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Larry, where are you at in this whole process?

So far you've asked us about several companies... WEL, Werner, West Side Transport, and now Swift and Ozark.

Most people, way overthink this whole idea of how important it is that they choose just the right company. You seem to be right in there making your first big rookie mistake. Here is what is going to be critical for your success out here. You need to make a Commitment to stay the course. Your commitment to hanging in here until you can establish yourself as a Top Tier Driver is what's going to make the difference in how your career shapes up. Once you get that part established, you will do just fine at any of those companies you've been asking about.

HOS:

Hours Of Service

HOS refers to the logbook hours of service regulations.

OOS:

When a violation by either a driver or company is confirmed, an out-of-service order removes either the driver or the vehicle from the roadway until the violation is corrected.

G-Town's Comment
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Larry, Old School is spot-on with his advice.

We have always maintained the idea that good people who learn to be good drivers can be successful for any of the companies offering Paid CDL Training Programs. In addition several others like Schneider offer tuition reimbursement.

Here is a link to an article from the TT Blog section I believe applies to you...please take a look.

Four Traps New Drivers Fall Into

CDL:

Commercial Driver's License (CDL)

A CDL is required to drive any of the following vehicles:

  • Any combination of vehicles with a gross combined weight rating (GCWR) of 26,001 or more pounds, providing the gross vehicle weight rating (GVWR) of the vehicle being towed is in excess of 10,000 pounds.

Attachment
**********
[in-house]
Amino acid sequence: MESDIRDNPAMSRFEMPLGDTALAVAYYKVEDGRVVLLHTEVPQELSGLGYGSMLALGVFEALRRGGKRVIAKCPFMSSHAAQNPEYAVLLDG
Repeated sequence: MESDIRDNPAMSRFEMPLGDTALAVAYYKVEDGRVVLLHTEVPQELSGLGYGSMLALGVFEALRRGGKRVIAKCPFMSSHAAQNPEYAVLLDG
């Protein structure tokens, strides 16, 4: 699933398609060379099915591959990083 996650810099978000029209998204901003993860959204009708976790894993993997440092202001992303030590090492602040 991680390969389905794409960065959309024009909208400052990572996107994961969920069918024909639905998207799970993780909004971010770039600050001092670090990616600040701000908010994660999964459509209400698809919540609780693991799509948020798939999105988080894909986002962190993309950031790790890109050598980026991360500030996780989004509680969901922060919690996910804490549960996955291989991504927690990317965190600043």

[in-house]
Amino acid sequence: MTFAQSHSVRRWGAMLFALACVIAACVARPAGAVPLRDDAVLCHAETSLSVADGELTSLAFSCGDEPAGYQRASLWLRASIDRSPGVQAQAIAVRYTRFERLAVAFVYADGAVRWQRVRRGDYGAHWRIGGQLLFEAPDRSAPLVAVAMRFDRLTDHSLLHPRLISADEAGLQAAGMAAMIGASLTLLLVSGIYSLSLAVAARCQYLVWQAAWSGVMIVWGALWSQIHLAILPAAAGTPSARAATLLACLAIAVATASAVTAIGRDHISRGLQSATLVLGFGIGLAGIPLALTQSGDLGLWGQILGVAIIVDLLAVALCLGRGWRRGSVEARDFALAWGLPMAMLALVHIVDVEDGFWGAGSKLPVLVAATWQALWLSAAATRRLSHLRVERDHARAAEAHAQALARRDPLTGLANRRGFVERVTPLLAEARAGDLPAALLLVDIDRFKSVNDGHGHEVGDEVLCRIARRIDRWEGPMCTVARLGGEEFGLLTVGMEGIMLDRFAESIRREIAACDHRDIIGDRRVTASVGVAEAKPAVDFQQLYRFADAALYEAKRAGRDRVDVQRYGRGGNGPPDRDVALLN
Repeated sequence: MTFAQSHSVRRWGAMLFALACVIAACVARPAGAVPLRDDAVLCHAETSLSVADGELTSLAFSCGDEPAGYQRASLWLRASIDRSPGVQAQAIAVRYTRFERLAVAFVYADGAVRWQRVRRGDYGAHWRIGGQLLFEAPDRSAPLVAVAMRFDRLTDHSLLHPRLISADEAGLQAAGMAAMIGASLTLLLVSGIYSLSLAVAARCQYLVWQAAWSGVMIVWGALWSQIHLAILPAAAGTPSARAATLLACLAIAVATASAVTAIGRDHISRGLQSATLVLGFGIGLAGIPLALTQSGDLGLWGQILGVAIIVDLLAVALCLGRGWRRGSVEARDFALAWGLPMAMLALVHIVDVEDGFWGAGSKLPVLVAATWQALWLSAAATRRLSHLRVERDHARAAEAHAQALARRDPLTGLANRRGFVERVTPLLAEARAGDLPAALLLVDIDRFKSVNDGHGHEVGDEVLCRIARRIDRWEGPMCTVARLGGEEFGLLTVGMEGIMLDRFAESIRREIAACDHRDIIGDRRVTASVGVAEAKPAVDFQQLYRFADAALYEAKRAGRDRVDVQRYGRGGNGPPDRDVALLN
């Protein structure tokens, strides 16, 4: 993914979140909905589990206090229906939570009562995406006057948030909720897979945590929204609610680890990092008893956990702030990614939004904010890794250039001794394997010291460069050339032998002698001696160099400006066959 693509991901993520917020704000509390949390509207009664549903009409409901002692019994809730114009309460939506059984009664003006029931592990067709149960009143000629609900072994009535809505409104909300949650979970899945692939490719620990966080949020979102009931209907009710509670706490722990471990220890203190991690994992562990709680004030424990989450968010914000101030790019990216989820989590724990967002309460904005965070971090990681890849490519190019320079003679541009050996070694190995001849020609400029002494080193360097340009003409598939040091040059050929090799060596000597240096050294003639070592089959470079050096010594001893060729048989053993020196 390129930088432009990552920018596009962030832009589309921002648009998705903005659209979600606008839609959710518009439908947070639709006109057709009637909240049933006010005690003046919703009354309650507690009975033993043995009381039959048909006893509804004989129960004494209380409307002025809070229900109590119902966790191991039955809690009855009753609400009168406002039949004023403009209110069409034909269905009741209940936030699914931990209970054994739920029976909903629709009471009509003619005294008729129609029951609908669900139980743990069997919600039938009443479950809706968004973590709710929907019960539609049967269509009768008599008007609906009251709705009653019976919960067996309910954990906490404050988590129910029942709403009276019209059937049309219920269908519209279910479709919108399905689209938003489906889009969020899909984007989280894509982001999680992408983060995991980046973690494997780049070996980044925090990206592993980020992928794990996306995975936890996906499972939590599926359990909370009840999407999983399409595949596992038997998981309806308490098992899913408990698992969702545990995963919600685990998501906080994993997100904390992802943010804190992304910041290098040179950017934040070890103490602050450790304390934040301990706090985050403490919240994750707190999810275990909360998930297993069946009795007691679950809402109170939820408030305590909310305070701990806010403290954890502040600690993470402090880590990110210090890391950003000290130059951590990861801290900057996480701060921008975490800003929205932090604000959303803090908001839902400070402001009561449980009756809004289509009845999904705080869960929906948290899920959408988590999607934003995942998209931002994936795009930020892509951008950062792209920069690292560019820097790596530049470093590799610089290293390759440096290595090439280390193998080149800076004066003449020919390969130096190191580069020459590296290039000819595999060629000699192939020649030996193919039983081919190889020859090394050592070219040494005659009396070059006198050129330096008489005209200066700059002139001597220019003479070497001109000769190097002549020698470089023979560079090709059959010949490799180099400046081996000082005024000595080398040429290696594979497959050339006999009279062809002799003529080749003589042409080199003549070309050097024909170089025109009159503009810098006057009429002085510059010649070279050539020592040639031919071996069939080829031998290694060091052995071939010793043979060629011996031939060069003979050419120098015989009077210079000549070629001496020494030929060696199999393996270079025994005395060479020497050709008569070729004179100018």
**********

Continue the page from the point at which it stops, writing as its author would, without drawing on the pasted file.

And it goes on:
• Any single vehicle with a GVWR of 26,001 or more pounds, or any such vehicle towing another not in excess of 10,000 pounds.
  • Any vehicle, regardless of size, designed to transport 16 or more persons, including the driver.
  • Any vehicle required by federal regulations to be placarded while transporting hazardous materials.
Larry B.'s Comment
member avatar

Thank u all for the advice I read the article and will commit myself learn all I can to be a good and safe driver.

Larry, Old School is spot-on with his advice.

We have always maintained the idea that good people who learn to be good drivers can be successful for any of the companies offering Paid CDL Training Programs. In addition several others like Schneider offer tuition reimbursement.

Here is a link to an article from the TT Blog section I believe applies to you...please take a look.

Four Traps New Drivers Fall Into

CDL:

Commercial Driver's License (CDL)

A CDL is required to drive any of the following vehicles:

  • Any combination of vehicles with a gross combined weight rating (GCWR) of 26,001 or more pounds, providing the gross vehicle weight rating (GVWR) of the vehicle being towed is in excess of 10,000 pounds.
  • Any single vehicle with a GVWR of 26,001 or more pounds, or any such vehicle towing another not in excess of 10,000 pounds.
  • Any vehicle, regardless of size, designed to transport 16 or more persons, including the driver.
  • Any vehicle required by federal regulations to be placarded while transporting hazardous materials.